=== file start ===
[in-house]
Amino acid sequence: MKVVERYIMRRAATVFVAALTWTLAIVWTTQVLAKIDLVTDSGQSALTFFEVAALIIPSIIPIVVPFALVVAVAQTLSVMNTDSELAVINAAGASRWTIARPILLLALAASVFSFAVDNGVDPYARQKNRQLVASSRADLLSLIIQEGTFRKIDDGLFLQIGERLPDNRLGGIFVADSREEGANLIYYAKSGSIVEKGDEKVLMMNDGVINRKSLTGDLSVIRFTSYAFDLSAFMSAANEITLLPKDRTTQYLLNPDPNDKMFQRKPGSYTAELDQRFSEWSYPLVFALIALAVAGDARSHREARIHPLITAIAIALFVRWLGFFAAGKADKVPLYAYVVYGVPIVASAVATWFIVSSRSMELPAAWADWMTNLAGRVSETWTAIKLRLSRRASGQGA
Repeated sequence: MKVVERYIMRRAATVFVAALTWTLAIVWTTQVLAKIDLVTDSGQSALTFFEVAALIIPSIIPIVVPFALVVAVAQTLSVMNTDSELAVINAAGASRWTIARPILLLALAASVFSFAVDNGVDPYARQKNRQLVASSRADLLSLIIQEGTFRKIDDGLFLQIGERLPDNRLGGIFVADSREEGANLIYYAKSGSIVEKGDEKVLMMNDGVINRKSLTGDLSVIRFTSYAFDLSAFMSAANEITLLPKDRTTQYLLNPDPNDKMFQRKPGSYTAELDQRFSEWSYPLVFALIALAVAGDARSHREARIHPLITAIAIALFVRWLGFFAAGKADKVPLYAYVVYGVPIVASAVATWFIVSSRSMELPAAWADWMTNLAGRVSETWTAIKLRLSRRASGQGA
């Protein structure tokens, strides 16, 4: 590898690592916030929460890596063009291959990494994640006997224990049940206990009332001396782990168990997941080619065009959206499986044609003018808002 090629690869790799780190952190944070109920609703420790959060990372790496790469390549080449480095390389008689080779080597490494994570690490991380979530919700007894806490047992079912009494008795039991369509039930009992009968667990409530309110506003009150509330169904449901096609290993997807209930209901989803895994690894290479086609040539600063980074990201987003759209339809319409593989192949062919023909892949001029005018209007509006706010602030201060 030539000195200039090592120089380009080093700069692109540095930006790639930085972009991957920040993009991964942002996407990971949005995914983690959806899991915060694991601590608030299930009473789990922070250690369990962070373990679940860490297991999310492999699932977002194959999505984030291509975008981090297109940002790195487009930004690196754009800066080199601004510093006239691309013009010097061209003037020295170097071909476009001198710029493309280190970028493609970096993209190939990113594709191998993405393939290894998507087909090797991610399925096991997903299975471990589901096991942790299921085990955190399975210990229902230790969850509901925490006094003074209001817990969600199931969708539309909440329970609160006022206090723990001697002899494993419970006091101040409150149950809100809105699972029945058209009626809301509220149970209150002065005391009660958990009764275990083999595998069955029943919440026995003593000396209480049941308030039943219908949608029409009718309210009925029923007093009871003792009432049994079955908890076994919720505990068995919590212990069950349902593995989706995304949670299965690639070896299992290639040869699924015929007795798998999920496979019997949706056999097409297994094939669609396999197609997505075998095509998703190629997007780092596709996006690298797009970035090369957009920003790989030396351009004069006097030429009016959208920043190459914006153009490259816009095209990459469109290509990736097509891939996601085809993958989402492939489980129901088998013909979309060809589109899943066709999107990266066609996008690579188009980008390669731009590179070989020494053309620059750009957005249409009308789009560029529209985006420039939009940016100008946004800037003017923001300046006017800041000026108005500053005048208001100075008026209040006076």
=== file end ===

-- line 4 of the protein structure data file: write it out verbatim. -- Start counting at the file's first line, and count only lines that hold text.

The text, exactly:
């Protein structure tokens, strides 16, 4: 590898690592916030929460890596063009291959990494994640006997224990049940206990009332001396782990168990997941080619065009959206499986044609003018808002 090629690869790799780190952190944070109920609703420790959060990372790496790469390549080449480095390389008689080779080597490494994570690490991380979530919700007894806490047992079912009494008795039991369509039930009992009968667990409530309110506003009150509330169904449901096609290993997807209930209901989803895994690894290479086609040539600063980074990201987003759209339809319409593989192949062919023909892949001029005018209007509006706010602030201060 030539000195200039090592120089380009080093700069692109540095930006790639930085972009991957920040993009991964942002996407990971949005995914983690959806899991915060694991601590608030299930009473789990922070250690369990962070373990679940860490297991999310492999699932977002194959999505984030291509975008981090297109940002790195487009930004690196754009800066080199601004510093006239691309013009010097061209003037020295170097071909476009001198710029493309280190970028493609970096993209190939990113594709191998993405393939290894998507087909090797991610399925096991997903299975471990589901096991942790299921085990955190399975210990229902230790969850509901925490006094003074209001817990969600199931969708539309909440329970609160006022206090723990001697002899494993419970006091101040409150149950809100809105699972029945058209009626809301509220149970209150002065005391009660958990009764275990083999595998069955029943919440026995003593000396209480049941308030039943219908949608029409009718309210009925029923007093009871003792009432049994079955908890076994919720505990068995919590212990069950349902593995989706995304949670299965690639070896299992290639040869699924015929007795798998999920496979019997949706056999097409297994094939669609396999197609997505075998095509998703190629997007780092596709996006690298797009970035090369957009920003790989030396351009004069006097030429009016959208920043190459914006153009490259816009095209990459469109290509990736097509891939996601085809993958989402492939489980129901088998013909979309060809589109899943066709999107990266066609996008690579188009980008390669731009590179070989020494053309620059750009957005249409009308789009560029529209985006420039939009940016100008946004800037003017923001300046006017800041000026108005500053005048208001100075008026209040006076």